Definitions for "Error Messages"
Keywords:  rresvport, suid, rushd, gist, 'uvw
Some common error messages, and their meanings. Connection refused The remote machine's daemon is not running, is listening on the wrong network port, or has not initialized. Make sure rushd is running on the remote, and/or check the machine's rushd.log file. Address already in use You are running a program that is trying to use the same network port as another program that is already running, or, it means a program recently finished executing (within the last 90 seconds) that was using the same port as the program you're running, and the operating system is holding the port open for a 90 second timeout period. rresvport(): Permission denied Make sure the suid bit is set on the 'rush' binary, and that it is owned by root. got 'uvw', expected 'xyz' You are probably have mismatched versions of rush running on the network. Make sure you don't have different versions of the software running on the same network. If not, report the message to support; it may be a bug.
Messages describing errors occurring during either an interactive session or a batch job. The messages are reported to the standard list device, which is usually a terminal (for a session) or a line printer (for a job).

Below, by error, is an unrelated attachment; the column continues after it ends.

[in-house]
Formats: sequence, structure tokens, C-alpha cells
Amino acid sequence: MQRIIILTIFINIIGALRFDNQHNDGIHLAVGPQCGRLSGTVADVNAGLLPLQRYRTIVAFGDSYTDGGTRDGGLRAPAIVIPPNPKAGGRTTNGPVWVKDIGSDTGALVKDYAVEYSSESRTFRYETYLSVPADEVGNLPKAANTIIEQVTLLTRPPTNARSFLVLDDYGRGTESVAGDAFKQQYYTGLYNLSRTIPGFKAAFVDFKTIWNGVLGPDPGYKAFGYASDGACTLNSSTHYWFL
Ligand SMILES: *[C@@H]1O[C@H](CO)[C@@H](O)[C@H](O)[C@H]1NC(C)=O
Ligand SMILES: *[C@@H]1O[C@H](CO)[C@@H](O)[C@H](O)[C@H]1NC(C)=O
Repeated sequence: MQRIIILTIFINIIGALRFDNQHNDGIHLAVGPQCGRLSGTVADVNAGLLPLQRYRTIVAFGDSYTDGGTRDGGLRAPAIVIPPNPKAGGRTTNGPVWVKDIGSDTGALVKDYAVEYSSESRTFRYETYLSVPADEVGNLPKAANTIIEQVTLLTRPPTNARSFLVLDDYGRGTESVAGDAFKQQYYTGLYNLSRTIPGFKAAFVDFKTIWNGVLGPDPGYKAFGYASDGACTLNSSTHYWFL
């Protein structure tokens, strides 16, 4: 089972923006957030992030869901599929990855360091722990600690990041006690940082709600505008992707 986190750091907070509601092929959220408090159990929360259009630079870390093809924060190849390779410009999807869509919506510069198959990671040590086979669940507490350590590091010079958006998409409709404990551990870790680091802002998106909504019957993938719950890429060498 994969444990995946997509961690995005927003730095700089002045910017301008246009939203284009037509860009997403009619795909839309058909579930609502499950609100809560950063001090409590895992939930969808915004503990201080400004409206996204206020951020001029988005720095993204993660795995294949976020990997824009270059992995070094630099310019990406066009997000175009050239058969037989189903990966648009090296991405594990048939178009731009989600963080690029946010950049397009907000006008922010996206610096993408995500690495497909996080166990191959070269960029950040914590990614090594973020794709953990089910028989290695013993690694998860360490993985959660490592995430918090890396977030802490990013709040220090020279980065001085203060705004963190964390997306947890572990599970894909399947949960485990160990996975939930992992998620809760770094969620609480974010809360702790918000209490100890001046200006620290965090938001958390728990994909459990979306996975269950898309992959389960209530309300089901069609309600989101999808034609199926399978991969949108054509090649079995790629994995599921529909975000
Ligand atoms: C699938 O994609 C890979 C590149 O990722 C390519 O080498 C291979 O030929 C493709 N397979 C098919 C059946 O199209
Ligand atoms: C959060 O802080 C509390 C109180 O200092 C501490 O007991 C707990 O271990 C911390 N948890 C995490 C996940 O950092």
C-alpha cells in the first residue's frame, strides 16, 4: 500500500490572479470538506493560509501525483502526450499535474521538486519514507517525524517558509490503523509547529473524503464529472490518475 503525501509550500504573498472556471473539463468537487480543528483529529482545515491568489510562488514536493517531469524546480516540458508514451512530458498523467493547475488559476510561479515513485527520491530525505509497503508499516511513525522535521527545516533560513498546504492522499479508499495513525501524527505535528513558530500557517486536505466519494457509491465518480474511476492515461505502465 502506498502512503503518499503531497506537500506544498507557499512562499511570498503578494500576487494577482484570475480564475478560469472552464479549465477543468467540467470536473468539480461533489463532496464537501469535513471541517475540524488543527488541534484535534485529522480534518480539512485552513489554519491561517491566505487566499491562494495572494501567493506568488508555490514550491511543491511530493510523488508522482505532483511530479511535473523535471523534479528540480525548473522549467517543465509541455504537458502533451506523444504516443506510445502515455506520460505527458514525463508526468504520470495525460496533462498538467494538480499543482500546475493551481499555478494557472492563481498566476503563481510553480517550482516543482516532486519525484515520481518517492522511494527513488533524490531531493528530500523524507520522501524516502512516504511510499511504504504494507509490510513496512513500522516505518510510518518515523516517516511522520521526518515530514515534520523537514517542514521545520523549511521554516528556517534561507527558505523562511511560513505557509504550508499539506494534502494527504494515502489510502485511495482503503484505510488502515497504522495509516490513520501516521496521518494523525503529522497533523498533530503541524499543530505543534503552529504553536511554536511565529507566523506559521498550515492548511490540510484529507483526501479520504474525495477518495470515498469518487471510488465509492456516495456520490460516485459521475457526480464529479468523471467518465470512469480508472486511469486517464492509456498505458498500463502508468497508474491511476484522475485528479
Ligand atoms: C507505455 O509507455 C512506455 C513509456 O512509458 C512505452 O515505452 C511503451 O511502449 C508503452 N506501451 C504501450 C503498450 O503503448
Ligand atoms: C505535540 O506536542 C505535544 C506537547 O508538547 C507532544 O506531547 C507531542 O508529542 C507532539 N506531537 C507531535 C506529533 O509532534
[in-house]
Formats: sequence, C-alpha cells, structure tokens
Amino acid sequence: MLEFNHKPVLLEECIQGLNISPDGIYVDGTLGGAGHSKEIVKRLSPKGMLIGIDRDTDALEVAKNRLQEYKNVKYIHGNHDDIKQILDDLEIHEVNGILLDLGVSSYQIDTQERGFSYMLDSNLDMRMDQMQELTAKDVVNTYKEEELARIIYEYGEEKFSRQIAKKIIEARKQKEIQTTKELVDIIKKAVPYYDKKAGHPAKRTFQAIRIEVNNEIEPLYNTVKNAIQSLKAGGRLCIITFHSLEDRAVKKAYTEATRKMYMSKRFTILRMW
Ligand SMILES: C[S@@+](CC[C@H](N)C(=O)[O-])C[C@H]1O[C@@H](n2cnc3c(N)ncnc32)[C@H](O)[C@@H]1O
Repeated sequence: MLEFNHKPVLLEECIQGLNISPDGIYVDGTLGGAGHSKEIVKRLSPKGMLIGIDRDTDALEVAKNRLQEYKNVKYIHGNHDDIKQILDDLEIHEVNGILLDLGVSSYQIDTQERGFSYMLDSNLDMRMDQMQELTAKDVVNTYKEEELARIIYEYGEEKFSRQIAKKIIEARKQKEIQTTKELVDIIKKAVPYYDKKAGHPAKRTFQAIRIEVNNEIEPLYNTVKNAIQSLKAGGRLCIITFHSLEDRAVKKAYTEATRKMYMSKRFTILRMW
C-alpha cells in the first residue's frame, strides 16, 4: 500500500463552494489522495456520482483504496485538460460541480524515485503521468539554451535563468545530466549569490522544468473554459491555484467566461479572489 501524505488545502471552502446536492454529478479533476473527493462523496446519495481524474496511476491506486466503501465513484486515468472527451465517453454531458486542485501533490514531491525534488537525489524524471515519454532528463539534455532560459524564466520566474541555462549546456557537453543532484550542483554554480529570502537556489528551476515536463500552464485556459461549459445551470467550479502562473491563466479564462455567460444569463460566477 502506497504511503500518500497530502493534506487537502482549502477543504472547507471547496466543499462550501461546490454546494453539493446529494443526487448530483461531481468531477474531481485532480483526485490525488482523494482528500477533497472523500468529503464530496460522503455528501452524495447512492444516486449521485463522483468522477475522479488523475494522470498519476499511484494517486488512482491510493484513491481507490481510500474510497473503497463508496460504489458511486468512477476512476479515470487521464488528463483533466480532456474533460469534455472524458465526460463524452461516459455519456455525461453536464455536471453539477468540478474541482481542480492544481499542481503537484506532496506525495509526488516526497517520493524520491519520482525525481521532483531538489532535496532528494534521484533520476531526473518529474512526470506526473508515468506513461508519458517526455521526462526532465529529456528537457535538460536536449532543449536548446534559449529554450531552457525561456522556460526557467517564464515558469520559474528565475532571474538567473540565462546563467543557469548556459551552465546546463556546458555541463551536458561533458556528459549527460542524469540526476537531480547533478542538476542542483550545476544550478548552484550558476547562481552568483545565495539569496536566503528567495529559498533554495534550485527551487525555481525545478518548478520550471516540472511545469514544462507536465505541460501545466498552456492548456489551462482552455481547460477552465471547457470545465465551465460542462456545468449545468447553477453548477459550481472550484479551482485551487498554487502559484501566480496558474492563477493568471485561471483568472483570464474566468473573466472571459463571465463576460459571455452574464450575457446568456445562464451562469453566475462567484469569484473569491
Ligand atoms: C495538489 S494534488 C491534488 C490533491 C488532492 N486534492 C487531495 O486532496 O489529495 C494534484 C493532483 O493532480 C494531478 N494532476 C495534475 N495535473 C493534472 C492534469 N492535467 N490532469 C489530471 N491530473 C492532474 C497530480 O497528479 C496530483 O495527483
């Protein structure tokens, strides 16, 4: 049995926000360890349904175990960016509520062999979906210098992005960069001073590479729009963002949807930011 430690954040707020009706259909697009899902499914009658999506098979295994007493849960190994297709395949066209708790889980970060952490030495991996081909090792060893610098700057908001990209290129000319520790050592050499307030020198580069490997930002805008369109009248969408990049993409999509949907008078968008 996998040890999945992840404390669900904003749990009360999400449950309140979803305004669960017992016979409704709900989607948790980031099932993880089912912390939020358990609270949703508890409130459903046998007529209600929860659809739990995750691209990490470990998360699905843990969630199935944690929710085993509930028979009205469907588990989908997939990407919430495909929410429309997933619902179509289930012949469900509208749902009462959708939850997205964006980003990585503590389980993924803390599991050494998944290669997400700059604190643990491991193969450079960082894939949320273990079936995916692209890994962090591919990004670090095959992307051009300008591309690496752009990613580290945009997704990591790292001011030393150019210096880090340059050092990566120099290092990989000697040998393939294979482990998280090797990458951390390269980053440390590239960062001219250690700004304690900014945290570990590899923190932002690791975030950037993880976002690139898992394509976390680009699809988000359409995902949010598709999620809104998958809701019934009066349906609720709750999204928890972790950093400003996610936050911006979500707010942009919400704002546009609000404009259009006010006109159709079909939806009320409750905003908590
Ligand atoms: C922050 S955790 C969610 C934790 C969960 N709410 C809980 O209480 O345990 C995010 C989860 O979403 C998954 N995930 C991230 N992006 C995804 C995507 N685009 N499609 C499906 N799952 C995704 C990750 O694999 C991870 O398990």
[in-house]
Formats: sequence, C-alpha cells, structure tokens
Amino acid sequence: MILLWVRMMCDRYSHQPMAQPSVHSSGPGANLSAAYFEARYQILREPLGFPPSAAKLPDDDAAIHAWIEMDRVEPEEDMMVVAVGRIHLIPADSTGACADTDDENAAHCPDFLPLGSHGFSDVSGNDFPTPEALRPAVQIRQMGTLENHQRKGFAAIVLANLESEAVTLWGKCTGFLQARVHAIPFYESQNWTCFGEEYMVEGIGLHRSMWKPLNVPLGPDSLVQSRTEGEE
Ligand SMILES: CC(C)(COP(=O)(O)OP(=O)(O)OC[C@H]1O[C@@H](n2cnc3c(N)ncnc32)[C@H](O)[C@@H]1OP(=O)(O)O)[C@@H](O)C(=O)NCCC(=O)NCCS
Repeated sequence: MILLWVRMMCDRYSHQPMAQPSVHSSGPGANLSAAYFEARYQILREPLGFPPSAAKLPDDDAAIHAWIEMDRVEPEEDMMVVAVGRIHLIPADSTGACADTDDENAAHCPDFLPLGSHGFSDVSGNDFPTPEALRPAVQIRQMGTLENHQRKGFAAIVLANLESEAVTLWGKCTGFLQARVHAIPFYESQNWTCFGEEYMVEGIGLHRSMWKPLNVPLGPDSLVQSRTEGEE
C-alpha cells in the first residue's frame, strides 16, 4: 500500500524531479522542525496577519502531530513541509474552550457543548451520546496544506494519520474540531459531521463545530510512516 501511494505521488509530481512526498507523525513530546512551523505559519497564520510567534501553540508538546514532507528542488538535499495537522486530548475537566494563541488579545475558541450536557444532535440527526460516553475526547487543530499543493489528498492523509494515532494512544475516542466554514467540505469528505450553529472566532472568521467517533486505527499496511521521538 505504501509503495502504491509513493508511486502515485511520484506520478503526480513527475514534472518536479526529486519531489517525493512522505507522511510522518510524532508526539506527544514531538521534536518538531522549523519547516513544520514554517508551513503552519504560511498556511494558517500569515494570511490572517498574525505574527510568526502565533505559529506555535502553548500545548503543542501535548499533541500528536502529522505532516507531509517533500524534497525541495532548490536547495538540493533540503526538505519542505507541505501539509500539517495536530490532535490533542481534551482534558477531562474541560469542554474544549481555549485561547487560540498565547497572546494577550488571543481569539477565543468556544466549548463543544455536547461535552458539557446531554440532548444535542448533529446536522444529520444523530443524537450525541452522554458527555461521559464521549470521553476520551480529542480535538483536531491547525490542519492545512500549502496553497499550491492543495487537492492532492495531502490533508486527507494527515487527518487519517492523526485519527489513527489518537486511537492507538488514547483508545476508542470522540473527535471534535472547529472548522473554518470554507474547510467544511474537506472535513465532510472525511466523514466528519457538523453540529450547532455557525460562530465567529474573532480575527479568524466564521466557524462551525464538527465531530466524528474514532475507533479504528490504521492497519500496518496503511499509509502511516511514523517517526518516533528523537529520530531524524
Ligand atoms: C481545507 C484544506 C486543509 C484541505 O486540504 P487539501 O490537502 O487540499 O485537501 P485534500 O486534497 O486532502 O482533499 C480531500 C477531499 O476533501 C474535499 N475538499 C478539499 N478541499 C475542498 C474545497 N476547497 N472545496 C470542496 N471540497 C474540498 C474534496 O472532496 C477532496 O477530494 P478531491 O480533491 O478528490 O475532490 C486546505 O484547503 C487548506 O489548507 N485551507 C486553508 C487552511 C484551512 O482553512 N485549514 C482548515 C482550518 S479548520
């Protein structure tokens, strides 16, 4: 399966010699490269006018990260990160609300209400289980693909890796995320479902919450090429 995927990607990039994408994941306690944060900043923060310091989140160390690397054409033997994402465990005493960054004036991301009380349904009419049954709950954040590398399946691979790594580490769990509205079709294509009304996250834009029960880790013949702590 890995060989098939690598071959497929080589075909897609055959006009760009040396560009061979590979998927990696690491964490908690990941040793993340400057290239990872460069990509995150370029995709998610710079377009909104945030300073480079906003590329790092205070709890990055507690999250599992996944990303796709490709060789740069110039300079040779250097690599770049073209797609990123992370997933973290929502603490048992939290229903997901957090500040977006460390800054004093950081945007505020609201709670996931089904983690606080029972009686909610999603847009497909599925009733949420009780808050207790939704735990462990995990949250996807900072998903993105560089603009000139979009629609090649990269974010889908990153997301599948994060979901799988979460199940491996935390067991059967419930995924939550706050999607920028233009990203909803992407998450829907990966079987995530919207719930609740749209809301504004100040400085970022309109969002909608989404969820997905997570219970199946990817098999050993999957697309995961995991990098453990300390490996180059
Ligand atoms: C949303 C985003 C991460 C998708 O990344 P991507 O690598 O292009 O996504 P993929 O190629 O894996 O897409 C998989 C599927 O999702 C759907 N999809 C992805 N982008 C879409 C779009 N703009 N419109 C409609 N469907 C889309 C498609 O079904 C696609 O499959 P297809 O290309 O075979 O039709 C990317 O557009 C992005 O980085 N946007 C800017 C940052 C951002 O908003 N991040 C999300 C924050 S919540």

Error messages are single lines of output printed by Emacs when the user asks for something impossible to do (such as, killing text forward when point is at the end of the buffer). They appear in the echo area, accompanied by a beep. ESC ESC is a character, used to end incremental searches and as a prefix for typing Meta characters on keyboards lacking a META key. Unlike the META key (which, like the SHIFT key, is held down while another character is typed), the ESC key is pressed once and applies to the next character typed.
Keywords:  alert, tell, box, screen, problem
Displayed on screen in an alert box to tell you about an error or problem.